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Does Industrialisation Push Up Inequality? New Evidence on the Kuznets Curve from Nineteenth-Century Prussian Tax Statistics

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  • Oliver Wavell Grant

    (Nuffield College, Oxford)

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    Abstract

    This paper presents new estimates of income inequality derived from Prussian tax statistics for the years 1822-1914. Confidence intervals are also calculated. The results show a rise in inequality in the nineteenth century, with a peak around 1906, thus supporting the view put forward by Simon Kuznets that industrialisation will initially lead to a rise in inequality. The paper goes on to consider whether this was due to factors which were particular to Germany in the period, or whether the Kuznets curve is the result of forces which affect all industrialising societies. The conclusion reached is that the Kuznets curve is an avoidable trap, not an automatic consequence of industrialisation.

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    File URL: http://www.economics.ox.ac.uk/materials/papers/2284/48grant.pdf
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    Bibliographic Info

    Paper provided by Economics Group, Nuffield College, University of Oxford in its series Oxford University Economic and Social History Series with number _048.

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    Length: 58 pages
    Date of creation: 01 Sep 2002
    Date of revision:
    Handle: RePEc:nuf:esohwp:_048

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    Web page: http://www.nuff.ox.ac.uk/economics/

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    1. Anthony B. Atkinson & Andrea Brandolini, 2000. "Promise and Pitfalls in the Use of 'Secondary' Data-Sets: Income Inequality in OECD Countries," Temi di discussione (Economic working papers) 379, Bank of Italy, Economic Research and International Relations Area.
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    5. Matthew Higgins & Jeffrey G. Williamson, 1999. "Explaining inequality the world round: cohort size, Kuznets curves, and openness," Staff Reports 79, Federal Reserve Bank of New York.
    6. Robert J. Barro, 1999. "Inequality, Growth, and Investment," NBER Working Papers 7038, National Bureau of Economic Research, Inc.
    7. Kaushik Basu, 2003. "Analytical Development Economics: The Less Developed Economy Revisited," MIT Press Books, The MIT Press, edition 1, volume 1, number 0262523442, January.
    8. Grant Oliver, 2002. "Max Weber and "Die Lage der Landarbeiter im ostelbischen Deutschland" a Statistical examination," Jahrbuch für Wirtschaftsgeschichte / Economic History Yearbook, De Gruyter, vol. 43(2), pages 61-84, December.
    9. Bruno, Michael & Ravallion, Martin & Squire, Lyn, 1996. "Equity and growth in developing countries : old and new perspectives on the policy issues," Policy Research Working Paper Series 1563, The World Bank.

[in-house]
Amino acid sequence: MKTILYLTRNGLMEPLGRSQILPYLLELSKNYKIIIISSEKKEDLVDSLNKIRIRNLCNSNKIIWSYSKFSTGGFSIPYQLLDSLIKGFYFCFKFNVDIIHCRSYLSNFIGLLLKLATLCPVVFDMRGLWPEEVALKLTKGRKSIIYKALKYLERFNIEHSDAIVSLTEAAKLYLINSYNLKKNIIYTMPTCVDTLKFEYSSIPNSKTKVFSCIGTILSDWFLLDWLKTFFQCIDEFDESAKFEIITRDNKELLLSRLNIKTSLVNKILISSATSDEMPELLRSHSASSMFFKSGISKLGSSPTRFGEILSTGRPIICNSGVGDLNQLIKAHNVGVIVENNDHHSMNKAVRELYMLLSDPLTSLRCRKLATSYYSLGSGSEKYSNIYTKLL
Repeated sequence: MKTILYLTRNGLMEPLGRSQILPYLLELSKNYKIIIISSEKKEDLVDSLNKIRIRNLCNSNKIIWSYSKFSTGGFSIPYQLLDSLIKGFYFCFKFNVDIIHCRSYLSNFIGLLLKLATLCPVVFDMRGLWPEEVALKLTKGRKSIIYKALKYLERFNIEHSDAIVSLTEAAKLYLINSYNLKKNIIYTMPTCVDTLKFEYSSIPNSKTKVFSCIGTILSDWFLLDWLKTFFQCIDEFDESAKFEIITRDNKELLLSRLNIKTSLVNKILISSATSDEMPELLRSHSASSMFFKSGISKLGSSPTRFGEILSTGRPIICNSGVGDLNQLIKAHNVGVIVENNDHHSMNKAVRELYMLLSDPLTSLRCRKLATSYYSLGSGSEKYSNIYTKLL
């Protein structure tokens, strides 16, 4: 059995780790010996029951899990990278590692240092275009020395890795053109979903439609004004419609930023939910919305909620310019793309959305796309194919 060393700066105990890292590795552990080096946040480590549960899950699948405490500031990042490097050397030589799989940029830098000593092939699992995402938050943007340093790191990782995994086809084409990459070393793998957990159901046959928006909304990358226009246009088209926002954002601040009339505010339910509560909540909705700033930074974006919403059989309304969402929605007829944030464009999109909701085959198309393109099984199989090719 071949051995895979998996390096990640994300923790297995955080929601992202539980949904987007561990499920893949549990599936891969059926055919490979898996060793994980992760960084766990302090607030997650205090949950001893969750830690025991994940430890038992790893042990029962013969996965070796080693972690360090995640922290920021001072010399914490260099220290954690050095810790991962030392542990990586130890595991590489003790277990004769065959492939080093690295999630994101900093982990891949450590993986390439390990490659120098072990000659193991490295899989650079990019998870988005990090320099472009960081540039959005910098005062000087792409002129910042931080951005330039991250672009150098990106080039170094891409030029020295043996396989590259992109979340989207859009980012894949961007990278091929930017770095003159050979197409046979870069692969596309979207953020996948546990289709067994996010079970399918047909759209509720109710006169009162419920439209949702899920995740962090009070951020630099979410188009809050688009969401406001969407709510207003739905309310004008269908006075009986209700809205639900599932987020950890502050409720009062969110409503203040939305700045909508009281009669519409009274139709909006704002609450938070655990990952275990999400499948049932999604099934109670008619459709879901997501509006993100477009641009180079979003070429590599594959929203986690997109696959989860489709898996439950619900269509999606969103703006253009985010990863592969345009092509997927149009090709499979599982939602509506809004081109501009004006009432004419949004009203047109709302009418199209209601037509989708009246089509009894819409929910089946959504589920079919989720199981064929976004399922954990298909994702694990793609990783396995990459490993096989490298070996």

10. Bourguignon, Francois, 1990. "Growth and Inequality in the Dual Model of Development: The Role of Demand Factors," Review of Economic Studies, Wiley Blackwell, vol. 57(2), pages 215-28, April.
    11. Anand, Sudhir & Kanbur, S. M. R., 1993. "The Kuznets process and the inequality--development relationship," Journal of Development Economics, Elsevier, vol. 40(1), pages 25-52, February.
    12. Klaus Deininger & Lyn Squire, 1996. "A New Data Set Measuring Income Inequality," CEMA Working Papers 512, China Economics and Management Academy, Central University of Finance and Economics.
    13. Hongyi Li & Lyn Squire & Tao Zhang & Heng-fu Zou, 1999. "A Data Set on Income Distribution," CEMA Working Papers 575, China Economics and Management Academy, Central University of Finance and Economics.
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    Cited by:
    1. Guillaume Daudin, 2008. "Domestic Trade and Market Size in Late Eighteenth-Century France," Economics Series Working Papers 69, University of Oxford, Department of Economics.
    2. Camilla Brautaset & Regina Grafe, 2006. "The Quiet Transport Revolution: Returns to scale, scope and network density in Norway's nineteenth-century sailing fleet," Oxford University Economic and Social History Series _062, Economics Group, Nuffield College, University of Oxford.
    3. Jane Humphries & Tim Leunig, 2007. "Cities, Market Integration and Going to Sea: Stunting and the Standard of Living in Early Nineteenth-Century England and Wales," Economics Series Working Papers 2007-W66, University of Oxford, Department of Economics.
    4. Mohammad Niaz Asadullah, 2006. "Educational Disparity in East and West Pakistan, 1947–71: Was East Pakistan Discriminated Against?," Oxford University Economic and Social History Series _063, Economics Group, Nuffield College, University of Oxford.

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